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Android Contacts Explained

The introduction of apps and data plans have opened the doors for contacts to be used in new and unexpected ways.  For example, you can use contacts to instant message friends using a data plan, or you can use contacts as a way to video conference with colleagues.  A contact list is a list of people, so it should expose all the possible ways that you can communicate with those people.

The Android platform gives you amazing control over a device’s contact list, but with great power, comes great responsibility.  The power of Android Contacts is hidden/muffled by the poorly documented and confusing Contacts API.  It is quite easy to implement a feature 5 different ways with the Contacts API, and have them all do the same thing (or sometimes….appear to do the same thing).  If you have ever been plagued by the mysteries of the Contacts API, and have been looking for that Rosetta Stone, look no further.  This is it.

Taming the beast

The key to taming this monster of an API is the use of content providers.  Content providers allows you to organize data in a way that makes the most sense in the context of your application.  Content providers serve 3 core purposes when working with contacts.

1.  Perform aggregation on contacts data.  This is important when you want to aggregate contact information with other information (such as a phone event).  It will simplify the access of multiple data sources for your application.

For example, lets say you have a CustomContactsContentProvider that looks like this:

public class CustomContactsContentProvider {

public static final String PATH = "com.company.CustomContactsContentProvider";
public static final Uri CONTENT_URI = Uri.parse("content://" + PATH + "/");
public static final String CONTACTS_URI_SUFFIX = "users";
public static final String MIMETYPE = "vnd.android.cursor.item/customcontact";

public static class Columns implements BaseColumns {
public static final String TYPE = ContactsContract.Data.MIMETYPE;
public static final String UID = ContactsContract.Data.DATA1;
public static final String PIC_URL = ContactsContract.Data.DATA2;
public static final String NAME = ContactsContract.Data.DATA3;
public static final String PHONE = ContactsContract.Data.DATA4;
public static final String EMAIL = ContactsContract.Data.DATA5;
}

public static interface Query {
public static String[] PROJECTION = { Columns._ID, Columns.TYPE, Columns.UID, Columns.PIC_URL, Columns.NAME,  Columns.PHONE, Columns.EMAIL };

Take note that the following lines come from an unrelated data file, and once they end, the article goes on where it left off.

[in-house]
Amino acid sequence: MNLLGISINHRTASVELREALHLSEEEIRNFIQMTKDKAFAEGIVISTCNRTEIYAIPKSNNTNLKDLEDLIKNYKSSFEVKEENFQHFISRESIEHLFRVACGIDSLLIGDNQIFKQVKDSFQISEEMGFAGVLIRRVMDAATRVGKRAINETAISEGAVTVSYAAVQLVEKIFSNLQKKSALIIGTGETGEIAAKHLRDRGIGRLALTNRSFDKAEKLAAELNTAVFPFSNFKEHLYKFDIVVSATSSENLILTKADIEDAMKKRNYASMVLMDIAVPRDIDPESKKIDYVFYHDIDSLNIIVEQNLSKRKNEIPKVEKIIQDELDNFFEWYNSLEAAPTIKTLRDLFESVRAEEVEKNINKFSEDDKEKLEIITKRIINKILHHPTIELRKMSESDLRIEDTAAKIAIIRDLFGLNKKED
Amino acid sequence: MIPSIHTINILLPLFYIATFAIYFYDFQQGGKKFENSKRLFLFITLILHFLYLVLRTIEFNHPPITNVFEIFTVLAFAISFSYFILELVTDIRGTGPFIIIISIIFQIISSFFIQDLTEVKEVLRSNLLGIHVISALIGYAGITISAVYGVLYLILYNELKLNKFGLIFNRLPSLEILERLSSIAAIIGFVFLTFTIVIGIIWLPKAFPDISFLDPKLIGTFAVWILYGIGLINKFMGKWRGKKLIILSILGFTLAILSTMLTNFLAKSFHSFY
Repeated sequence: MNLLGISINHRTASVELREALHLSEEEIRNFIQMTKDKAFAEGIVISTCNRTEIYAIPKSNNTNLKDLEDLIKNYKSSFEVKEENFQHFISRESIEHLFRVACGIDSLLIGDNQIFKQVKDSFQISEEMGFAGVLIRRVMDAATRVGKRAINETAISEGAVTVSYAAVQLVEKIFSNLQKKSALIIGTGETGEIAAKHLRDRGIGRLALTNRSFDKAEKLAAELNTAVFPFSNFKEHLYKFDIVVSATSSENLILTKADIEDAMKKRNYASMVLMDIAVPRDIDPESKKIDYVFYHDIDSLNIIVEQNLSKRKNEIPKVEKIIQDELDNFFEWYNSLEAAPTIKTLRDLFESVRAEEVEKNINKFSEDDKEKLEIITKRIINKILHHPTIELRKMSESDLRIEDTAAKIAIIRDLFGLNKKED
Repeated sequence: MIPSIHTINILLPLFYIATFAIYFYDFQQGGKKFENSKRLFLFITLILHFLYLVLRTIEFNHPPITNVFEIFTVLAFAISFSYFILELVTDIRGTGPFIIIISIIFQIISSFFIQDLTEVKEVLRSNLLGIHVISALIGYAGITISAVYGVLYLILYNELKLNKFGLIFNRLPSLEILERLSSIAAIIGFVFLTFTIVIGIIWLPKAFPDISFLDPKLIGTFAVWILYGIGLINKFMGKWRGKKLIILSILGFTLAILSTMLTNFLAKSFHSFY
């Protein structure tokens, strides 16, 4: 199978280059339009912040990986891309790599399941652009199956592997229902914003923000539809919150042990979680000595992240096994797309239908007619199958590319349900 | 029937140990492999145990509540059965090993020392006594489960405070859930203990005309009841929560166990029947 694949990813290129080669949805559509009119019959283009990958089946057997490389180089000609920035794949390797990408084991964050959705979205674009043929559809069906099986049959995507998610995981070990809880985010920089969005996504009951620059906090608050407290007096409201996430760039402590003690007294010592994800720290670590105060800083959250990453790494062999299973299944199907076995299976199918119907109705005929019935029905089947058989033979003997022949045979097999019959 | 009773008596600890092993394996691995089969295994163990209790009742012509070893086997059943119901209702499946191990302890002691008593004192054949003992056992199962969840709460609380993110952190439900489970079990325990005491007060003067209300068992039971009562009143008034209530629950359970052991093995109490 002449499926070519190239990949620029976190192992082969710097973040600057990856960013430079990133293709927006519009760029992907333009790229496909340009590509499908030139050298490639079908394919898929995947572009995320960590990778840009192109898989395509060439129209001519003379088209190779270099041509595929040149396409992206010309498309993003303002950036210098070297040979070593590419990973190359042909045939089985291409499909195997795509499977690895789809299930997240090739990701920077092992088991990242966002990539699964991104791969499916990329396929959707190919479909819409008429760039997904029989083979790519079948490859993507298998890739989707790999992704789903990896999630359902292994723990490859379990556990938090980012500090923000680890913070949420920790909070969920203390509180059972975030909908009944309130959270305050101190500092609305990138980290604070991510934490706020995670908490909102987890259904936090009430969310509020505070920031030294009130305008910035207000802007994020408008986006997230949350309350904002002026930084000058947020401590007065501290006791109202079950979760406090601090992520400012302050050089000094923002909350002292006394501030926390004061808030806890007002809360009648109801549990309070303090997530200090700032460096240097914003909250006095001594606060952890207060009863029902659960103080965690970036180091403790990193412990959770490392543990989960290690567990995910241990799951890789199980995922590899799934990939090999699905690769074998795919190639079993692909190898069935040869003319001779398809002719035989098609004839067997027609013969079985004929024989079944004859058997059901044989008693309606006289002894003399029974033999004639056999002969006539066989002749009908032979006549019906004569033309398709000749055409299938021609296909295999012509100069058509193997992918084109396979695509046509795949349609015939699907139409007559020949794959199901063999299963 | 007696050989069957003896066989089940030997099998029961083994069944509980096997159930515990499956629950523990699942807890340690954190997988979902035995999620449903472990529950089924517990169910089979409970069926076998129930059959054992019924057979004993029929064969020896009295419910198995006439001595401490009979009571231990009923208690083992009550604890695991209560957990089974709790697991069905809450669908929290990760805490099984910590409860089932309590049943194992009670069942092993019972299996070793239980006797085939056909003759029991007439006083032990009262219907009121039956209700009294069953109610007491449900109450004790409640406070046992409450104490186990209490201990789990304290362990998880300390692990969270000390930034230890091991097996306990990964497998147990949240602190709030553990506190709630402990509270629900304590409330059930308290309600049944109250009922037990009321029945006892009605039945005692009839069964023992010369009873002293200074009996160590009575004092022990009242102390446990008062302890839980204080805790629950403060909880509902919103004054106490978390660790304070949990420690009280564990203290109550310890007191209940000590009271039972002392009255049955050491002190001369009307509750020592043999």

public static final String FILTER = Columns.NAME + " IS NOT NULL";
}
}

Lets say you also have a content provider that looks like this:

public class CustomEventsContentProvider {

public static final String PATH = "com.company.CustomEventsContentProvider";
public static final Uri CONTENT_URI = Uri.parse("content://" + PATH + "/");
public static final String EVENTS_URI_SUFFIX = "events";
public static final String MIMETYPE = "vnd.android.cursor.item/event";

public static class Columns implements BaseColumns {
public static final String PHONE_NUMBER = "phone_number";
public static final String VIEWED = "viewed";
public static final String EVENT_TYPE = "event_type";
public static final String DATE = "date";
public static final String DATA = "data";
}
public static interface Query {
public static String[] PROJECTION = { Columns._ID, Columns.PHONE_NUMBER, Columns.VIEWED, Columns.EVENT_TYPE, Columns.DATE,  Columns.DATA};

public static final String FILTER = Columns.PHONE_NUMBER + " IS NOT NULL";
}
}

With content providers, can have multiple tables in your database to manage aggregation.  Lets say we want to display an event from the CustomEventsContentProvider, but we want to display it along with the image/data from the CustomContactsContentProvider.  You can have an aggregation table (lets call it “events_with_contacts”), in the CustomEventsContentProvider.  All the CustomEventsContentProvider has to do it listen to the CustomContactsContentProvider for changes, in order to stay in sync.  Which can be done like so:


contentObserver = new ContentObserver(mHandler) {

@Override

public void onChange(boolean selfChange) {

//update aggregation table with new contacts

}

};
getContext().getContentResolver().registerContentObserver(CustomContactsContentProvider.CONTENT_URI, true, contentProvider);

2. Improve readability of code.  With content providers, you can create aliases to the horrid DATA fields.  This will make your cursor queries easier to read and understand. (ie.  ContactsContract.DataColumns.DATA3 can be aliased to CustomContentProvider.USER_PROFILE_PIC).

3. Easy integration with Android Syncing.  Android has the concept of a sync adapter.  Sync adapters are used to sync content from the web, to your phone.  It is highly likely that you will want to keep your custom contacts up to date with data on your server.  If you have a content provider to house your content, it will make interacting with the sync adapter much easier, as sync adapters were designed to work with content providers.

Overall, Android Contacts are extremely powerful.  They improve the capabilities of communication on your phone.  Just make sure to keep your code maintainable via content providers.

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